And, not only that, there are an inordinate number of risks out there that I don’t think the Federal Reserve is paying attention to (of course, then, at the time, being the housing mania). But not just the housing bubble but also the Eurodollar level as a whole.

And that had the effect of the Federal Reserve pushing short-term rates back up, just as they drew them down in 2000 and 2001, all the way to 2003. They were now pushing short rates back up against an obstinate long-term rate.

That had the effect of, of course, very much flattening the yield curve to the point where, toward the end of the cycle – first half of 2006 – they all pretty much equalized. It was all one big mass where the short-term rates – the federal funds targets – and long-term bond rates were all basically the same thing.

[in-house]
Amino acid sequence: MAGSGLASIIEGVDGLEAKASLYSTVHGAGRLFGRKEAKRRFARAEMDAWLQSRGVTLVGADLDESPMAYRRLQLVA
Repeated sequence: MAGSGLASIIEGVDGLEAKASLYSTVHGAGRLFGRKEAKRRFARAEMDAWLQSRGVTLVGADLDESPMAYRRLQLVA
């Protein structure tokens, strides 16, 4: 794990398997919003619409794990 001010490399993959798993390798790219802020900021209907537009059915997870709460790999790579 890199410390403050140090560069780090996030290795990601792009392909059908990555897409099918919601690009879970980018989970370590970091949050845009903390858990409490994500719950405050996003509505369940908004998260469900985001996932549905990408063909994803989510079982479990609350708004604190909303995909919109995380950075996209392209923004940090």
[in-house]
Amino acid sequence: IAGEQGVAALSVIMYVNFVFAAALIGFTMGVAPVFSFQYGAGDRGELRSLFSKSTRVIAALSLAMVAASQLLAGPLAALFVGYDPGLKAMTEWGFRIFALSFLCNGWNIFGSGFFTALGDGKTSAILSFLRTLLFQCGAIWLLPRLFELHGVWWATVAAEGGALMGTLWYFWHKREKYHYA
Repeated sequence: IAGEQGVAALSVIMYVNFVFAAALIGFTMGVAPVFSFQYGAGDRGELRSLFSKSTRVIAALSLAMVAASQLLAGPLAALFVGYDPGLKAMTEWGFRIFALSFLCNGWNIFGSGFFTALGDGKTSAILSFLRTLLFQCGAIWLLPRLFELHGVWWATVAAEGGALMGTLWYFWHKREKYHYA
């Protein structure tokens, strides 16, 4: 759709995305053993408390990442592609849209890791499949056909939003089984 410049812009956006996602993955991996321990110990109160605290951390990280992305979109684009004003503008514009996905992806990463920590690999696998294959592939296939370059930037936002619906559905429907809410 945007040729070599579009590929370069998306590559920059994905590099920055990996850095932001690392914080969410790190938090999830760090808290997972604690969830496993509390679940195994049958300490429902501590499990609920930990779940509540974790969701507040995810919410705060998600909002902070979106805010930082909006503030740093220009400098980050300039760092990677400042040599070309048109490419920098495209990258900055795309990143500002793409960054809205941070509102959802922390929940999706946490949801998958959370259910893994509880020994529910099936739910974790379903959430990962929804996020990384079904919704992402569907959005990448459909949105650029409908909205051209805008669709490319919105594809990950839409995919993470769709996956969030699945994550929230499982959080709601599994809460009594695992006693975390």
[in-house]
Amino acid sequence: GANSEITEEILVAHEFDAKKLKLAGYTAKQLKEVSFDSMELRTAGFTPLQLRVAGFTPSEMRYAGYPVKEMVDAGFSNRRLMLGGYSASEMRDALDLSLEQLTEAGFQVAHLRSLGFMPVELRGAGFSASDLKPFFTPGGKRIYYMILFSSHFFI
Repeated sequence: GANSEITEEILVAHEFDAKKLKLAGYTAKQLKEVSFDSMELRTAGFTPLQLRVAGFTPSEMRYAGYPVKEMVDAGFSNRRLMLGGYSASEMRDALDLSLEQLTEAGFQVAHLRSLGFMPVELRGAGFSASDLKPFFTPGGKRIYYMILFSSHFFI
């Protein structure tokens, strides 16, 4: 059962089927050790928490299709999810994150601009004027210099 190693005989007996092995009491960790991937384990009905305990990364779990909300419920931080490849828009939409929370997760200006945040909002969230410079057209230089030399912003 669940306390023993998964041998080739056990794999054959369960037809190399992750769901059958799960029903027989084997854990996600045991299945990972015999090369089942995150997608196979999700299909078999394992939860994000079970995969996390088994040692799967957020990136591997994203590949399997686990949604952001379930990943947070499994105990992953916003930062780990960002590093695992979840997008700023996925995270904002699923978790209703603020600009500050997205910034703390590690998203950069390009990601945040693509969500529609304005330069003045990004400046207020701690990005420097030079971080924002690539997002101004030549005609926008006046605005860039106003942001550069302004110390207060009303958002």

And they stayed that way for several months before the long bond then said: You know what? We don’t buy it at all. And that’s when the yield curve inverted in 2006.

The idea being, again, that the market doesn’t necessarily have to reflect exactly what the Federal Reserve is trying to tell us. Because the Federal Reserve doesn’t have a monopoly. They don’t have a crystal ball about the future. And in fact, as we have observed over the last 15 years, they are more often wrong than right.

So I think that the long-term bonds’ skepticism about short-term rates and what the Fed is trying to do with them is a healthy one. And that’s the main lesson, I think, that we need to take out of that last rate hike cycle.

And there’s a difference between long rates and short rates. It’s the idea that there doesn’t have to be harmony there. The Fed can get it wrong.